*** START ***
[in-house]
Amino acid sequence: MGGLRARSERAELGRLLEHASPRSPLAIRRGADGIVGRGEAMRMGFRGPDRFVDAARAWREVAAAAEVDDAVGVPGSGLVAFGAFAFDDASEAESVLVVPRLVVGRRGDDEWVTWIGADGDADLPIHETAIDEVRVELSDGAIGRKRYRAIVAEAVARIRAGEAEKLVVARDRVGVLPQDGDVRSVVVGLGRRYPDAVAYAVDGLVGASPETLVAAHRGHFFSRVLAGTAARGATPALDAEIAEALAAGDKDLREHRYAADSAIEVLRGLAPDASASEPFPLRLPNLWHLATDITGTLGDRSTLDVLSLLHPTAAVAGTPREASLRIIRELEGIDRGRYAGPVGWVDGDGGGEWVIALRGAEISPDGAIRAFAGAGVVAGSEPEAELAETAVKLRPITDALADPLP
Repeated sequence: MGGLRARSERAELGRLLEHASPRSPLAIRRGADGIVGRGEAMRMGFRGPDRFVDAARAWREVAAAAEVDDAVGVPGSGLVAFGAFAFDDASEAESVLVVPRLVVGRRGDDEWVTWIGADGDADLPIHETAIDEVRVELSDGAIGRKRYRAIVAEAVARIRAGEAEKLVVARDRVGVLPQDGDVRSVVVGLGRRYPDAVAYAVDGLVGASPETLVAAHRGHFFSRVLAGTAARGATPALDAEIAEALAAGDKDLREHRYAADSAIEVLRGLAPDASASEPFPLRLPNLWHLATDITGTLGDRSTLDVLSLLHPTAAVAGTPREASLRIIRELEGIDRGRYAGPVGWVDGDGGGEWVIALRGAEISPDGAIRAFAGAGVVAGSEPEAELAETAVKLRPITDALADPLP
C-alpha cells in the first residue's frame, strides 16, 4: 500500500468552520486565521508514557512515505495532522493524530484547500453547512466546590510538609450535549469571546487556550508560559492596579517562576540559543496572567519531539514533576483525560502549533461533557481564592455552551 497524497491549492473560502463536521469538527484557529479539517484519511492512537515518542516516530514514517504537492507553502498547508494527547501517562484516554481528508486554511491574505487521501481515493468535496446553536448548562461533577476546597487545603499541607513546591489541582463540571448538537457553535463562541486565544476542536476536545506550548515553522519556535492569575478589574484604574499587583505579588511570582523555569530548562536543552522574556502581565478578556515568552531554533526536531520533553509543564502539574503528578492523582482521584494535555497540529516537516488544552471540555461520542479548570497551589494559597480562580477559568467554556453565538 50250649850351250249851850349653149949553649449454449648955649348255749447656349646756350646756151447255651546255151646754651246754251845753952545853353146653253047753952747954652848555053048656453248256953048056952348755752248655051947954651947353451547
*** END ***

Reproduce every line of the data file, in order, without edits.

[in-house]
Amino acid sequence: MGGLRARSERAELGRLLEHASPRSPLAIRRGADGIVGRGEAMRMGFRGPDRFVDAARAWREVAAAAEVDDAVGVPGSGLVAFGAFAFDDASEAESVLVVPRLVVGRRGDDEWVTWIGADGDADLPIHETAIDEVRVELSDGAIGRKRYRAIVAEAVARIRAGEAEKLVVARDRVGVLPQDGDVRSVVVGLGRRYPDAVAYAVDGLVGASPETLVAAHRGHFFSRVLAGTAARGATPALDAEIAEALAAGDKDLREHRYAADSAIEVLRGLAPDASASEPFPLRLPNLWHLATDITGTLGDRSTLDVLSLLHPTAAVAGTPREASLRIIRELEGIDRGRYAGPVGWVDGDGGGEWVIALRGAEISPDGAIRAFAGAGVVAGSEPEAELAETAVKLRPITDALADPLP
Repeated sequence: MGGLRARSERAELGRLLEHASPRSPLAIRRGADGIVGRGEAMRMGFRGPDRFVDAARAWREVAAAAEVDDAVGVPGSGLVAFGAFAFDDASEAESVLVVPRLVVGRRGDDEWVTWIGADGDADLPIHETAIDEVRVELSDGAIGRKRYRAIVAEAVARIRAGEAEKLVVARDRVGVLPQDGDVRSVVVGLGRRYPDAVAYAVDGLVGASPETLVAAHRGHFFSRVLAGTAARGATPALDAEIAEALAAGDKDLREHRYAADSAIEVLRGLAPDASASEPFPLRLPNLWHLATDITGTLGDRSTLDVLSLLHPTAAVAGTPREASLRIIRELEGIDRGRYAGPVGWVDGDGGGEWVIALRGAEISPDGAIRAFAGAGVVAGSEPEAELAETAVKLRPITDALADPLP
C-alpha cells in the first residue's frame, strides 16, 4: 500500500468552520486565521508514557512515505495532522493524530484547500453547512466546590510538609450535549469571546487556550508560559492596579517562576540559543496572567519531539514533576483525560502549533461533557481564592455552551 497524497491549492473560502463536521469538527484557529479539517484519511492512537515518542516516530514514517504537492507553502498547508494527547501517562484516554481528508486554511491574505487521501481515493468535496446553536448548562461533577476546597487545603499541607513546591489541582463540571448538537457553535463562541486565544476542536476536545506550548515553522519556535492569575478589574484604574499587583505579588511570582523555569530548562536543552522574556502581565478578556515568552531554533526536531520533553509543564502539574503528578492523582482521584494535555497540529516537516488544552471540555461520542479548570497551589494559597480562580477559568467554556453565538 50250649850351250249851850349653149949553649449454449648955649348255749447656349646756350646756151447255651546255151646754651246754251845753952545853353146653253047753952747954652848555053048656453248256953048056952348755752248655051947954651947353451547